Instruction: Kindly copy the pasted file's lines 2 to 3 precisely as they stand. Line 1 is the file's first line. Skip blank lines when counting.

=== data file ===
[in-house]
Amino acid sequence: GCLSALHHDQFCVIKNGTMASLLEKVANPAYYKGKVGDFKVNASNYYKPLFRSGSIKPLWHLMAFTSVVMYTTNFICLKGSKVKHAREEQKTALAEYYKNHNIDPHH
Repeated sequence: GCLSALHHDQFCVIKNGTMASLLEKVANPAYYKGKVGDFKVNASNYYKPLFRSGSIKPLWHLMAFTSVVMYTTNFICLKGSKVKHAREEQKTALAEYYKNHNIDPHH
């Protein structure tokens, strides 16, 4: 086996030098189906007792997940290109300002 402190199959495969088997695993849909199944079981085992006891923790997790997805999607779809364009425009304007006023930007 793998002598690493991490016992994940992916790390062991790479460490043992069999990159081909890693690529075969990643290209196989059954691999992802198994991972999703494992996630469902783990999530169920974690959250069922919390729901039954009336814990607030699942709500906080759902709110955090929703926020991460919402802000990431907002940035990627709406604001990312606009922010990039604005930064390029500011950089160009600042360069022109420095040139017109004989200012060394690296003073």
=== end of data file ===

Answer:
Amino acid sequence: GCLSALHHDQFCVIKNGTMASLLEKVANPAYYKGKVGDFKVNASNYYKPLFRSGSIKPLWHLMAFTSVVMYTTNFICLKGSKVKHAREEQKTALAEYYKNHNIDPHH
Repeated sequence: GCLSALHHDQFCVIKNGTMASLLEKVANPAYYKGKVGDFKVNASNYYKPLFRSGSIKPLWHLMAFTSVVMYTTNFICLKGSKVKHAREEQKTALAEYYKNHNIDPHH